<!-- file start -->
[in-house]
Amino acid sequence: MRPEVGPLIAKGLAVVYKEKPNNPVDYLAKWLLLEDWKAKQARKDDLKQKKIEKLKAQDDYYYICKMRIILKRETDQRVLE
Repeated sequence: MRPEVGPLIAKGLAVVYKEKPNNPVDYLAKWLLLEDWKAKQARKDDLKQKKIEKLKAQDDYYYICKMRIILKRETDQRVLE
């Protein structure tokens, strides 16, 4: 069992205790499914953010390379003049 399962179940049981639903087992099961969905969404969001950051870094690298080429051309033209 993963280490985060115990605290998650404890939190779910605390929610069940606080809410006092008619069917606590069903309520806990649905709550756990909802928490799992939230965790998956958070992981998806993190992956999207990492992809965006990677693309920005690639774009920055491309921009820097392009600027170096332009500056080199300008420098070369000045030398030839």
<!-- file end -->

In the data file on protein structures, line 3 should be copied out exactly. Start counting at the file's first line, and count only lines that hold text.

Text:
Repeated sequence: MRPEVGPLIAKGLAVVYKEKPNNPVDYLAKWLLLEDWKAKQARKDDLKQKKIEKLKAQDDYYYICKMRIILKRETDQRVLE